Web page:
Bereshit 48 recounts how Yaakov blesses Yosef's two sons, Menashe and Ephraim. Both Jan Victors' painting (c.1635)1 and Owen Jones' illustration2 portray a reclining Yaakov whose hands stretch forward to bless his grandchildren, while their father, Yosef, looks on. The artists, though, differ in their rendering of the garb and age of Yosef's sons and the positioning of Yaakov's hands. These choices reflect varying interpretations of both textual and larger conceptual issues.
Victors sets the scene in a heavily draped room. All the characters are clad in rich velvet attire, more befitting Victors' contemporary homeland than ancient Egypt. An elderly Yaakov sits in bed, propped up by pillows. He stares vacantly in front of him as Yosef guides his hand to bless the proper child. The young Ephraim and Menashe kneel at their grandfather's side. One of the two looks up at his father, while the other bows his head in respect.
Jones' painting has more obvious Egyptian overtones. Menashe and Ephraim sport shaved heads while their father wears an Egyptian headdress. All three wear clothing which marks them as Egyptians. Yaakov, in contrast, wears a simple green cloak. He reclines on a sofa as he crosses his hands to bless his teenage grandchildren.
Relationship to the Biblical Text
The artists' choices reflect certain ambiguities in the Biblical text and different possible interpretive stances:
"שִׂכֵּל אֶת יָדָיו"
Victors portrays Yaakov with one hand resting on his stomach and the other being guided by Yosef. Jones, in contrast, paints Yaakov crossing his hands to bless Menashe and Ephraim. The difference relates to an unknown in the story. What does the phrase "שִׂכֵּל אֶת יָדָיו" mean? Though the more well-known interpretation suggests that it refers to a switching of the right and left hands,3 others have proposed that it refers to an act done with wisdom.4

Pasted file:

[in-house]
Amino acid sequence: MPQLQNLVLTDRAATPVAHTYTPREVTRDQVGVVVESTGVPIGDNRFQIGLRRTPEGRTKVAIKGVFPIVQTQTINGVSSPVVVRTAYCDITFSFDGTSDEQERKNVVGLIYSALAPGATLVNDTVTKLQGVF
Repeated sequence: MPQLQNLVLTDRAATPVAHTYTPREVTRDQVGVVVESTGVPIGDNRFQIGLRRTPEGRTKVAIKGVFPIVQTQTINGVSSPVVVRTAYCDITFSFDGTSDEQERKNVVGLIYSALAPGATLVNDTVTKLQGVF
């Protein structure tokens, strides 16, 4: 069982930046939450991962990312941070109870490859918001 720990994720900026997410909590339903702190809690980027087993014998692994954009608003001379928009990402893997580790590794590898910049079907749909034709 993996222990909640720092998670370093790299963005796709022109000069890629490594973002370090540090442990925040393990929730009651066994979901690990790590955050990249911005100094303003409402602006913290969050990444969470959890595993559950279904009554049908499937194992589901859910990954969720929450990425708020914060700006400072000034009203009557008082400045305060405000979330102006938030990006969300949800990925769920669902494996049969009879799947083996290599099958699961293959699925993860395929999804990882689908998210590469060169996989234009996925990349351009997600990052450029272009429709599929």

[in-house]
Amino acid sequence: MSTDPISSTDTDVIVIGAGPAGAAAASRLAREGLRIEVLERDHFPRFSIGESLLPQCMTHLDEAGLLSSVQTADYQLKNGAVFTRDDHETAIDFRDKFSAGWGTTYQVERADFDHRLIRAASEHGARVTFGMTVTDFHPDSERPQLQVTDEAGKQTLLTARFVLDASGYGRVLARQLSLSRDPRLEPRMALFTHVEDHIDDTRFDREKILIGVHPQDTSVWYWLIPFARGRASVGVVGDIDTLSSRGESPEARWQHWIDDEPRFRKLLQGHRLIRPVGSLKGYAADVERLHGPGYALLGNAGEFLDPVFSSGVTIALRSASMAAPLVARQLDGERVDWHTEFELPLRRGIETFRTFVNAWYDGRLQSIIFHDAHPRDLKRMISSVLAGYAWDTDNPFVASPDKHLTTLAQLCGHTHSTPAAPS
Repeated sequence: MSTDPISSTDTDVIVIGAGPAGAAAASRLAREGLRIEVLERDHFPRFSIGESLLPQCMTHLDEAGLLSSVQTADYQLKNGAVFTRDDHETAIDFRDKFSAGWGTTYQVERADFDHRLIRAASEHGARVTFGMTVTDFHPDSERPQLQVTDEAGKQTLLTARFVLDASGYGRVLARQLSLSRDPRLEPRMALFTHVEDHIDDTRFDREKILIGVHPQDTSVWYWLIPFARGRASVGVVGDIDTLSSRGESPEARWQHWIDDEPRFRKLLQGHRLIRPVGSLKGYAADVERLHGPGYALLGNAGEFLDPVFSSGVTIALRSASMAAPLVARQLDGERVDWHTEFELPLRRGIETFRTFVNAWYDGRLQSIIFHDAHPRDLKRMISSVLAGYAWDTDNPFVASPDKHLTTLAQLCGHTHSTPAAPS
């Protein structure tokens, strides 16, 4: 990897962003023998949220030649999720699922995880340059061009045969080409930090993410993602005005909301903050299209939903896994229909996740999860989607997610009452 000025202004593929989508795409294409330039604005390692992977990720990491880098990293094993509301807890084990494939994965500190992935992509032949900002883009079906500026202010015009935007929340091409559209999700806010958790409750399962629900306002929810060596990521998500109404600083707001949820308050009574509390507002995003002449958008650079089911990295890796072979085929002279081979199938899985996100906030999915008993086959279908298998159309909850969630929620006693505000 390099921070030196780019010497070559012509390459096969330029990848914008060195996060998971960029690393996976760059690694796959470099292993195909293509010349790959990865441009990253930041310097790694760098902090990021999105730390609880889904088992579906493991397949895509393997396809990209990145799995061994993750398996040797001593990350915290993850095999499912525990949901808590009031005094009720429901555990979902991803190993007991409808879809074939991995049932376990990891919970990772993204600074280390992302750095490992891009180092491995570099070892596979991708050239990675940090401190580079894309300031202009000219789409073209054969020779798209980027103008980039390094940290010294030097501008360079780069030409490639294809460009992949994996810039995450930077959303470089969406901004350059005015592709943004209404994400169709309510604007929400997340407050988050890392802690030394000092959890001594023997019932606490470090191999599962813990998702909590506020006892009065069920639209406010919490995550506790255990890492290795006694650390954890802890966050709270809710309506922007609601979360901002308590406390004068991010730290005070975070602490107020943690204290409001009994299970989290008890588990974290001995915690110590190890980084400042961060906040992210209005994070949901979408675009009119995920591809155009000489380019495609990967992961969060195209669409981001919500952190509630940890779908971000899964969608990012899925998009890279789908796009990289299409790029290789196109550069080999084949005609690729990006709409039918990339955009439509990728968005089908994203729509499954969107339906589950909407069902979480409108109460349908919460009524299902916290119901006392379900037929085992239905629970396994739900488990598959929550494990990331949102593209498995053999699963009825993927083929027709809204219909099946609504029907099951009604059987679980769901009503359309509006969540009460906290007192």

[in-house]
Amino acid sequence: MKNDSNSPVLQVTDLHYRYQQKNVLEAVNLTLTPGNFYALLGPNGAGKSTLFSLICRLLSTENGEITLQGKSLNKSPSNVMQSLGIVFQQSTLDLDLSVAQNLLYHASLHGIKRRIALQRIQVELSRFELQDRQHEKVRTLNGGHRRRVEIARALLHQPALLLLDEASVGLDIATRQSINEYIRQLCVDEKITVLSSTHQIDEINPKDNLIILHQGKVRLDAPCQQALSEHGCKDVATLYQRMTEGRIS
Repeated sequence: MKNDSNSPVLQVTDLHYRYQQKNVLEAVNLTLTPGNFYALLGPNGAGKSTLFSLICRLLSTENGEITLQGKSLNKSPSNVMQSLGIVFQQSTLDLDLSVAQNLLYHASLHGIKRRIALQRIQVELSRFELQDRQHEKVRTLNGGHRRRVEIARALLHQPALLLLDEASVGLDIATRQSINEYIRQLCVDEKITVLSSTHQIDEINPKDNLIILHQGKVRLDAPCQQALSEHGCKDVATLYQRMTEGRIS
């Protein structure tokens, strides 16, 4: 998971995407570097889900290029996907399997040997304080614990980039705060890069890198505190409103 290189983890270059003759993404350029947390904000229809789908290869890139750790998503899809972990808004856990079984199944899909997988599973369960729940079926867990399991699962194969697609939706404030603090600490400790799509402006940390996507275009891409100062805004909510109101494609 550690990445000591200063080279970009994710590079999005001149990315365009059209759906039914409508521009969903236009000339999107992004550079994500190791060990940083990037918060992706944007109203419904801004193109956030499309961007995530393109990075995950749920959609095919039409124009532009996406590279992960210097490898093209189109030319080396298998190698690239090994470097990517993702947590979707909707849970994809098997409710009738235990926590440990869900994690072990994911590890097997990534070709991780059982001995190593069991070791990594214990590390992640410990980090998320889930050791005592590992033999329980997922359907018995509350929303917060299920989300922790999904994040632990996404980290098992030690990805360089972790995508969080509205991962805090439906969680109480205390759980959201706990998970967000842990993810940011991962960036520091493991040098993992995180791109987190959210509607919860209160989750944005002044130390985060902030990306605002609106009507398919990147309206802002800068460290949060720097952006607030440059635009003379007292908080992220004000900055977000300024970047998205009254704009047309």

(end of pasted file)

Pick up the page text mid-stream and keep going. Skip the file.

Did Yosef and His Sons Assimilate?
While Victors dresses Yaakov and family in contemporary garb, Jones portrays Yosef and his sons in Egyptian garments and accessories. This relates to a question regarding Yosef's religious outlook after being sold. Did he raise his sons according to the customs of Yaakov and his ancestors or were they assimilated into Egyptian culture and society? What about Yosef himself? To what extent had he acculturated? Bereshit Rabbah suggests that he maintained his religious identity throughout,5 but the verse's explanation of Menashe's name, "כִּי נַשַּׁנִי אֱלֹהִים אֶת כָּל עֲמָלִי וְאֵת כָּל בֵּית אָבִי" might suggest otherwise. See Yosef's Religious Identity for more.
Jones renders Menashe and Ephraim as older teens while Victors depicts them as much younger boys. How old were the two during the episode? The context of the story suggests that it is occurring near the end of Yaakov's life, at which the point the boys would be close to twenty or older.6 Yet the text states, "וַיּוֹצֵא יוֹסֵף אֹתָם מֵעִם בִּרְכָּיו", evoking an image of youngsters emerging form their grandfather's legs. Was the blessing given close to Yaakov's death, or much earlier, soon after his arrival in Egypt when Menashe and Ephraim were still young boys? See When Did Yaakov Bless Ephraim and Menashe? for elaboration.